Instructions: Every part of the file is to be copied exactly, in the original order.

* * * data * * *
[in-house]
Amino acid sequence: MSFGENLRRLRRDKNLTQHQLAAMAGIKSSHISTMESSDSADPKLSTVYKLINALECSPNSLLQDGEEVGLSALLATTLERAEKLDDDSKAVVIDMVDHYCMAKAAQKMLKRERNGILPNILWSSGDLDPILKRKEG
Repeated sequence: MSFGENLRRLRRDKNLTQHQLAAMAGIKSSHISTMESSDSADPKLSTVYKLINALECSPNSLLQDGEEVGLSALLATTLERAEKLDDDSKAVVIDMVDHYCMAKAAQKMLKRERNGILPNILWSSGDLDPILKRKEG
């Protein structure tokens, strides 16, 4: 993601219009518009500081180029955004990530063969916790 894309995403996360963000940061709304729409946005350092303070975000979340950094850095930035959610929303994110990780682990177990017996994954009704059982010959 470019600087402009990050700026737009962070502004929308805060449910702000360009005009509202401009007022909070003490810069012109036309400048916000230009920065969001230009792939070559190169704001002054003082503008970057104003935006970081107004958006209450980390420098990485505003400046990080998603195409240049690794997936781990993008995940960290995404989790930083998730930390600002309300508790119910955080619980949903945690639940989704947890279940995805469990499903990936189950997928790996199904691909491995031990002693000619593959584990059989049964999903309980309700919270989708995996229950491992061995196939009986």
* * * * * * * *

[in-house]
Amino acid sequence: MSFGENLRRLRRDKNLTQHQLAAMAGIKSSHISTMESSDSADPKLSTVYKLINALECSPNSLLQDGEEVGLSALLATTLERAEKLDDDSKAVVIDMVDHYCMAKAAQKMLKRERNGILPNILWSSGDLDPILKRKEG
Repeated sequence: MSFGENLRRLRRDKNLTQHQLAAMAGIKSSHISTMESSDSADPKLSTVYKLINALECSPNSLLQDGEEVGLSALLATTLERAEKLDDDSKAVVIDMVDHYCMAKAAQKMLKRERNGILPNILWSSGDLDPILKRKEG
């Protein structure tokens, strides 16, 4: 993601219009518009500081180029955004990530063969916790 894309995403996360963000940061709304729409946005350092303070975000979340950094850095930035959610929303994110990780682990177990017996994954009704059982010959 470019600087402009990050700026737009962070502004929308805060449910702000360009005009509202401009007022909070003490810069012109036309400048916000230009920065969001230009792939070559190169704001002054003082503008970057104003935006970081107004958006209450980390420098990485505003400046990080998603195409240049690794997936781990993008995940960290995404989790930083998730930390600002309300508790119910955080619980949903945690639940989704947890279940995805469990499903990936189950997928790996199904691909491995031990002693000619593959584990059989049964999903309980309700919270989708995996229950491992061995196939009986």